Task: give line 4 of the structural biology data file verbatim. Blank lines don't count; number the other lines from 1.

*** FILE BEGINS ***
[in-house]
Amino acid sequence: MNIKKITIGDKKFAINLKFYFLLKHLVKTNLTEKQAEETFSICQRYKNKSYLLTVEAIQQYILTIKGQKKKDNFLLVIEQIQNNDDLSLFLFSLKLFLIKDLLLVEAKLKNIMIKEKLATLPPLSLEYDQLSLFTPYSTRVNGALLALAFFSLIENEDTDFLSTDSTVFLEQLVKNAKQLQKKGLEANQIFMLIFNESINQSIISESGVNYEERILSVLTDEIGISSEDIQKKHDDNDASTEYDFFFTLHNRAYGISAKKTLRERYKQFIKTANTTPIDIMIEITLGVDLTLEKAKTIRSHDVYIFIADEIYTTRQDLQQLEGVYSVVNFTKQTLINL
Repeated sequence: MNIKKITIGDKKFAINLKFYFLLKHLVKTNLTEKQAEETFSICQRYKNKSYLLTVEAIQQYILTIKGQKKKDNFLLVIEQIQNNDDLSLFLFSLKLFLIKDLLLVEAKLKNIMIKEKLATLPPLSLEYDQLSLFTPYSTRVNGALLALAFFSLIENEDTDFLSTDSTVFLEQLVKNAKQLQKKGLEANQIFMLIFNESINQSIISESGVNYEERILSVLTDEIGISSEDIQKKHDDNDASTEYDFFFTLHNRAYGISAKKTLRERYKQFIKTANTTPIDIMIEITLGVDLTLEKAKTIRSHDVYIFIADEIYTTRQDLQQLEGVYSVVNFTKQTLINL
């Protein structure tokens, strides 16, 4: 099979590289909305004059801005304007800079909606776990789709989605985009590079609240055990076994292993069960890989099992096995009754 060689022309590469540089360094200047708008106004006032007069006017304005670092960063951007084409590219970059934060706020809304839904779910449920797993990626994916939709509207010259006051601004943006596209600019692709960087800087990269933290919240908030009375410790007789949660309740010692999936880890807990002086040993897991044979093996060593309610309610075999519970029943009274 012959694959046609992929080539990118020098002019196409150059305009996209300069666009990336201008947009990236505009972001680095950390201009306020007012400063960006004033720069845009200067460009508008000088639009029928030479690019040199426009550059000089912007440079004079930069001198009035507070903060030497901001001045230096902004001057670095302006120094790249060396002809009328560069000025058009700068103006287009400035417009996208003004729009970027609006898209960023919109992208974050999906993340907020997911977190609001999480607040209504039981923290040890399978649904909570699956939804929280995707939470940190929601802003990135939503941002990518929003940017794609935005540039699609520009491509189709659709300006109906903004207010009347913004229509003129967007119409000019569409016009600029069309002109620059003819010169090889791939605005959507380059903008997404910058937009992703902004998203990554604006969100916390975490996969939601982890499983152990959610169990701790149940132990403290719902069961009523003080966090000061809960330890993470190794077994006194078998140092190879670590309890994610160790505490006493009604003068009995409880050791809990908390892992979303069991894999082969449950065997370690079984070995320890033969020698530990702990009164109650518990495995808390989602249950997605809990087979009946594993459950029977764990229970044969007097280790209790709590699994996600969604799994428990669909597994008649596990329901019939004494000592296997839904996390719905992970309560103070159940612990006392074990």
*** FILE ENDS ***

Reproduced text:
């Protein structure tokens, strides 16, 4: 099979590289909305004059801005304007800079909606776990789709989605985009590079609240055990076994292993069960890989099992096995009754 060689022309590469540089360094200047708008106004006032007069006017304005670092960063951007084409590219970059934060706020809304839904779910449920797993990626994916939709509207010259006051601004943006596209600019692709960087800087990269933290919240908030009375410790007789949660309740010692999936880890807990002086040993897991044979093996060593309610309610075999519970029943009274 012959694959046609992929080539990118020098002019196409150059305009996209300069666009990336201008947009990236505009972001680095950390201009306020007012400063960006004033720069845009200067460009508008000088639009029928030479690019040199426009550059000089912007440079004079930069001198009035507070903060030497901001001045230096902004001057670095302006120094790249060396002809009328560069000025058009700068103006287009400035417009996208003004729009970027609006898209960023919109992208974050999906993340907020997911977190609001999480607040209504039981923290040890399978649904909570699956939804929280995707939470940190929601802003990135939503941002990518929003940017794609935005540039699609520009491509189709659709300006109906903004207010009347913004229509003129967007119409000019569409016009600029069309002109620059003819010169090889791939605005959507380059903008997404910058937009992703902004998203990554604006969100916390975490996969939601982890499983152990959610169990701790149940132990403290719902069961009523003080966090000061809960330890993470190794077994006194078998140092190879670590309890994610160790505490006493009604003068009995409880050791809990908390892992979303069991894999082969449950065997370690079984070995320890033969020698530990702990009164109650518990495995808390989602249950997605809990087979009946594993459950029977764990229970044969007097280790209790709590699994996600969604799994428990669909597994008649596990329901019939004494000592296997839904996390719905992970309560103070159940612990006392074990």